• Uncover where emissions are coming from
  • Understand what to prioritize
  • Set actionable carbon-cutting strategies across supply and value chains
  • Implement them within the business accordingly
  • Review the impact of the changes and repeat

By accurately and credibly measuring data points, such as shipment routes, the packaging used and product carbon footprints, fashion brands and retailers can understand precisely the proportion of carbon emissions released within their current processes as part of the carbon reduction process. From there, they can use strategies to reduce carbon emissions to actually reduce and cut impact by diverting their operations onto less carbon-intensive routes.

“It’s really great that so many people have become aware [of their impact],” said Marisa Hordern, the British-based demi-fine jewelry brand MISSOMA. The brand has become more sustainable by using strategies to reduce carbon emissions by significantly reducing its packaging, removing a plastic hinge from its boxes and using only materials that are both recycled and recyclable. The brand is also exploring recycled metals for its jewelry products and is auditing its factories on criteria like recycled water and solar energy as part of its carbon reduction process. MISSOMA is indeed using technology to reduce carbon emissions.

Technology as the Catalyst to Reduce Carbon Emissions

Technological developments can help to reduce carbon emissions. When it comes to actionable insights and strategies on how to cut carbon emissions across the fashion and retail industry, carbon reduction via technology is now at the core of the industry’s conversation. Using technology to reduce retail's carbon emissions and footprint has become crucial.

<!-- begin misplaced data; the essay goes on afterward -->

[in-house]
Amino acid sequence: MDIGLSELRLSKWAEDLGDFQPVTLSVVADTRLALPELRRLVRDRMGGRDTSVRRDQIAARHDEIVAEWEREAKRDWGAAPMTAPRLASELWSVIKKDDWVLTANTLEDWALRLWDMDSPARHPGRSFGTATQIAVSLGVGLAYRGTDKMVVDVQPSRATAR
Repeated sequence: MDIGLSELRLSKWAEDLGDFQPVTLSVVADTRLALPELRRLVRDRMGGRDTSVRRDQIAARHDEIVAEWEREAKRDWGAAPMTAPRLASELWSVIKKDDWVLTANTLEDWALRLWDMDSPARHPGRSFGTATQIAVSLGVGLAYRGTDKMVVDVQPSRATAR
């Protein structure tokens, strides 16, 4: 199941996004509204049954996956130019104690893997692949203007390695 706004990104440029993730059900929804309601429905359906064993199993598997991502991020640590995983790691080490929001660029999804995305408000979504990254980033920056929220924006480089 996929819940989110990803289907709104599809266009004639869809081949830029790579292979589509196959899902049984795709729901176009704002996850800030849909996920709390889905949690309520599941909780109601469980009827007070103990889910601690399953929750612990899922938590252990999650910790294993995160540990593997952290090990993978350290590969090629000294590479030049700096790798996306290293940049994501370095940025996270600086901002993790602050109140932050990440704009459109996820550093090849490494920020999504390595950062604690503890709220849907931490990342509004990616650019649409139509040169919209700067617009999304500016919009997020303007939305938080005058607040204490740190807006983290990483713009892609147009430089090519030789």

Leaders must understand the impact of decisions while actually making them, largely relying on accurate data and more visibility. Real-time technology means retailers can make these critical changes during or, in many cases, even before making decisions, powering lower-carbon choices as they happen. These technological developments are helping retailers to reduce carbon emissions by design, using technology to reduce their carbon footprint and emissions.

“We’re now able to access information with Vaayu — we’re able to provide [retail] clients with the opportunities to prioritize their sustainability initiatives, communicate those programmes much more accurately to consumers and to very accurately understand the impact of their actions on carbon reduction measures,” said Ruth.


It's crucial for the industry to understand how technological developments can help to reduce carbon emissions, using technology to reduce the sector's carbon emissions and footprint. Prioritization ultimately fuels decarbonization, and the quality data provided by technological innovation is the catalyst to help drive real, sustainable change for retail. 

To raise awareness of carbon reduction in retail, our CEO and Co-Founder Namrata Sandhu joined a panel of experts in 2022 to explore how retailers and fashion brands can calculate emissions and ultimately decarbonize the industry. Alongside Nam were Vaayu partners Ruth Zohrer, Global Chief Client Success Officer at Wunderman Thompson Commerce, and Marisa Hordern, CEO of Missoma. For more insights on how to actively cut and reduce carbon in the retail sector, watch the Drapers webinar: Counting and Cutting Carbon with Missoma, Wunderman Thompson Commerce and Vaayu.